Accurate task duration estimates are a primary building block of a realistic and dependable project schedule. But teams sometimes get estimates from end users and other stakeholders that are incomplete or contain flawed data. This can lead to big scheduling problems later.
How can you get better task duration estimates? It isn’t just up to those doing the estimating. There are ways PMs can also improve the quality of the information they receive. We’ve put together some tips to improve the process.
One common problem is that those doing the work don’t understand what you need from them. Step back and examine what you’ve asked for in past projects and compare that against the data you’ve received. Is it possible you’re getting inaccurate estimates because your requests are confusing? In many cases, the people providing task duration estimates aren’t familiar with the ins and outs of project planning. They may not be skilled at separating the concept of a final completion date from a more generalized timeframe that identifies the amount of time a task will take.
The solution is to be very clear about what you need from stakeholders. If you want a firm calendar date for the completion of each task, tell them that. Conversely, if you’re looking for an activity’s length from beginning to end, spell that out so stakeholders can give you what you need.
Next, consider if stakeholders are prioritizing being nice over being accurate. One problem that crops up again and again is the desire to please. It’s simple human nature. People typically like to make other people happy. Unfortunately, this tendency can result in task duration estimates that are not only inaccurate, but are much too optimistic to be useful. When a pleasing answer—rather than an honest one—is given, the project team is likely to find itself mired in delays and resource conflicts as things move forward.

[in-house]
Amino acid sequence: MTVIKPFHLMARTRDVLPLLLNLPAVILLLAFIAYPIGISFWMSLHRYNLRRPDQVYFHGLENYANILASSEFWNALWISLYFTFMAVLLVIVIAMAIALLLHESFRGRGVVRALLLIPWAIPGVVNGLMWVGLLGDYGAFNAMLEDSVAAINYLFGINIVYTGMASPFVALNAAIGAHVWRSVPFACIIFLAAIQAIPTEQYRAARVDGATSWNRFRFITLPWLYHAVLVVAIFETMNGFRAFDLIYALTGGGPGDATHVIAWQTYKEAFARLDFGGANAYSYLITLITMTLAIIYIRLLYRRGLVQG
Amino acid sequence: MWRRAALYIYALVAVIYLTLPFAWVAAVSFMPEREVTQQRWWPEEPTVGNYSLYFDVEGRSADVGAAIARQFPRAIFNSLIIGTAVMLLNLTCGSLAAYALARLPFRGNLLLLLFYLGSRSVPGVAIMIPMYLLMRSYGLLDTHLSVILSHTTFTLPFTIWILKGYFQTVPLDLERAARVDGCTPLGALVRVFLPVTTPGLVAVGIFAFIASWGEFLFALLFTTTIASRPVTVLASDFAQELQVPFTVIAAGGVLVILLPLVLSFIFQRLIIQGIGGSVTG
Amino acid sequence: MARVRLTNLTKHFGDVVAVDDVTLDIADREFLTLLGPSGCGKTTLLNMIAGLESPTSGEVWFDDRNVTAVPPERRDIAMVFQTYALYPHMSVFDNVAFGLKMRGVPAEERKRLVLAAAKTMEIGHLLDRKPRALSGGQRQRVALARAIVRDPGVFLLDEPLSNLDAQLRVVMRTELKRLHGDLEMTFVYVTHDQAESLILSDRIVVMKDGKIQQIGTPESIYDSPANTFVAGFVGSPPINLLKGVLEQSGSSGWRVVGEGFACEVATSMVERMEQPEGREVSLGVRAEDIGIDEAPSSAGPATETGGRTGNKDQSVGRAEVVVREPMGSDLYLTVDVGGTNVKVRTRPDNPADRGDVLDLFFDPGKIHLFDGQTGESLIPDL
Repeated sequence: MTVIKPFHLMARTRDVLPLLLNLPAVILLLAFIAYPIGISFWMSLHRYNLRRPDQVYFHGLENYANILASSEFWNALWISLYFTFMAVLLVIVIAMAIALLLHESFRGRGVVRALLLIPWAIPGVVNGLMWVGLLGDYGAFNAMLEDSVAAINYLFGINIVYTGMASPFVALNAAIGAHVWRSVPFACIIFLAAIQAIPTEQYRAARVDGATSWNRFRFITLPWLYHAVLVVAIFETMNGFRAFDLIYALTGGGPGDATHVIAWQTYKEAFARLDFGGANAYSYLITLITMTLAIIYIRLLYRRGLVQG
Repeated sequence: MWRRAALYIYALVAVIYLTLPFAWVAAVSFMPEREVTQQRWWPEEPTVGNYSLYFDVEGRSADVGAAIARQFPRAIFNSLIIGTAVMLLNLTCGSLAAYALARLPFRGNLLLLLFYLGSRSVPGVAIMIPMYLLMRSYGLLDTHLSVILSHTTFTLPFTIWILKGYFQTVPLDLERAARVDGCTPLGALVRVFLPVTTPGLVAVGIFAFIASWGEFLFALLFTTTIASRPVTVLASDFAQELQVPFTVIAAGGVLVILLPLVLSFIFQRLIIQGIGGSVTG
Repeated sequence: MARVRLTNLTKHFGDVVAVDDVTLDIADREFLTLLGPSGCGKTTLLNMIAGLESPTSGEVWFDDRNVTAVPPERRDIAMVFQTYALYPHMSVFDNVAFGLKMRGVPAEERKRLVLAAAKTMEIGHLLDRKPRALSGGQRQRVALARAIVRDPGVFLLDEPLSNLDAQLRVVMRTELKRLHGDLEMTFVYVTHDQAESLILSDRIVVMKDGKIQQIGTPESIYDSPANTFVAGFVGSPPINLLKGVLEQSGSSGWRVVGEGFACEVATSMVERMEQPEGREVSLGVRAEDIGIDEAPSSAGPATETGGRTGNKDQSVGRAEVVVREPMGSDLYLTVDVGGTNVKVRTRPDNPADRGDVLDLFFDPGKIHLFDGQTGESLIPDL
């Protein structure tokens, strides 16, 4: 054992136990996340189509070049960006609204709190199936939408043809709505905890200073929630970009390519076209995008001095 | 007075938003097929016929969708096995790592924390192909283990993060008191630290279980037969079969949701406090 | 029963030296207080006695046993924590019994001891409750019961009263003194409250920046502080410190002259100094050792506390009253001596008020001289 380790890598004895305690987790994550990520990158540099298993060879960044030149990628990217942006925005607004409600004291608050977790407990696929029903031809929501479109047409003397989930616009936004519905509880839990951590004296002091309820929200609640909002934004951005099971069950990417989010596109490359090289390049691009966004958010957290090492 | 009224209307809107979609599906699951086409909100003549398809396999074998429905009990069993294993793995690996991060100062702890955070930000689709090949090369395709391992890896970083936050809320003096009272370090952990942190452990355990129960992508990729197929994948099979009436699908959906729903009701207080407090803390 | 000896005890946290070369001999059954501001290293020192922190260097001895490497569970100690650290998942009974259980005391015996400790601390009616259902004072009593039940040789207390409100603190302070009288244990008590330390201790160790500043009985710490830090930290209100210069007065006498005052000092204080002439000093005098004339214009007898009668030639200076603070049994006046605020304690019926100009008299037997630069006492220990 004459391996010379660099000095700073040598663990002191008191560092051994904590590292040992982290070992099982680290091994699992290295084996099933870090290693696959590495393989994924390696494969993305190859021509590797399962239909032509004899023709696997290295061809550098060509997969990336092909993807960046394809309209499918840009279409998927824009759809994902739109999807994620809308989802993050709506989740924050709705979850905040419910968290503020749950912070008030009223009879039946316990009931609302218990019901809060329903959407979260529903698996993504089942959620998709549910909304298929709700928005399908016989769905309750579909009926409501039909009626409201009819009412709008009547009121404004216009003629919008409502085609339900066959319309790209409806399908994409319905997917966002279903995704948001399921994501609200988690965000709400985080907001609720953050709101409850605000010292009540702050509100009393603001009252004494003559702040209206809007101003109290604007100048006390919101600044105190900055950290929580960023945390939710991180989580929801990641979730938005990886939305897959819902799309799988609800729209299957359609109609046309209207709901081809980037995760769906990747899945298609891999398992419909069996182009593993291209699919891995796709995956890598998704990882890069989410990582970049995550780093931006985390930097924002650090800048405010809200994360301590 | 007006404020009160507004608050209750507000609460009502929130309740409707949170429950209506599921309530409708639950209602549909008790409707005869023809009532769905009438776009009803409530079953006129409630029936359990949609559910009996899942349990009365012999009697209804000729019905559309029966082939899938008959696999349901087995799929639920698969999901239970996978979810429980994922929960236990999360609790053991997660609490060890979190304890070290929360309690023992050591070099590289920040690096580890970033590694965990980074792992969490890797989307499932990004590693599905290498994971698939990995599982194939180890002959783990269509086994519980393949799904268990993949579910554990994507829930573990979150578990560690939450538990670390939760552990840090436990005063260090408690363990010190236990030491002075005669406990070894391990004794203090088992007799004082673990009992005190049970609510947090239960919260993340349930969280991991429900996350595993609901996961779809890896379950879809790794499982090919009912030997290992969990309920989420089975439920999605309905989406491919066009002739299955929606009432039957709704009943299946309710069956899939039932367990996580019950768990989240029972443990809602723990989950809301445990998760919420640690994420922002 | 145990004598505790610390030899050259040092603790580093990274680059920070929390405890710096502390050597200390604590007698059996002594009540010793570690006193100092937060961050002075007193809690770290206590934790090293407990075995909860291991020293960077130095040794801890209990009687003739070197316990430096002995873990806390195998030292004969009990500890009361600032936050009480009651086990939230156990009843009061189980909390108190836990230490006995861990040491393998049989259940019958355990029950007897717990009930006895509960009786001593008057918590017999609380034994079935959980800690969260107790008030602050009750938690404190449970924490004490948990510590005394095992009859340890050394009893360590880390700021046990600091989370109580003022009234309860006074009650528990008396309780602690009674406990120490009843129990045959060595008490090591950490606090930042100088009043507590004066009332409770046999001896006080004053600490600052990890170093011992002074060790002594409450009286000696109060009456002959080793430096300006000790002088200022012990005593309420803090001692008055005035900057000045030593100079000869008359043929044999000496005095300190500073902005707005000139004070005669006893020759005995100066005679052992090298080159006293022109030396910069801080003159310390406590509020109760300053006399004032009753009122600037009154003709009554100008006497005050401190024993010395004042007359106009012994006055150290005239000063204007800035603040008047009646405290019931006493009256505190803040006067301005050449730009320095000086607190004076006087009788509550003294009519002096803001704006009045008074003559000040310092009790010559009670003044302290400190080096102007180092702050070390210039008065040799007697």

To avoid this issue, let people know early on that you don’t want an answer that sounds good. Instead, emphasize your need for estimates that are accurate, even if that means finding out that a task’s expected duration will require the team to resequuence other nearby or dependent activities to another spot in the schedule.
Along with setting very clear expectations about what the project team needs with regards to task duration estimates, it’s critical that PMs give people adequate time to develop accurate estimates. Like most aspects of project management, reliable task duration estimation isn’t an instantaneous process. Your stakeholders may need time to conduct research or other legwork, which could include requesting information from vendors, confirming availability of in-house resources or tools, and ensuring they’ve included all of a task’s necessary steps in their estimate.
Finally, the team needs to be sure they’re asking the right people for task duration data. Querying a department head, for example, won’t always yield the best estimates. Unfortunately, PMs too often try to make project planning less cumbersome by engaging as few people as possible in the process. This approach causes more headaches than it solves, with results that range from mere frustration to all-out project failure.
Instead, work with stakeholders to identify additional people who should be involved in the task duration estimation process. This could range from front-line workers to outside vendors, depending on the nature of the tasks. These individuals may not need to participate in the bulk of the project planning efforts, but gathering their insight on their activities’ more granular data can make the difference between a reliable, usable project schedule and a timeline that’s sure to go off the rails.
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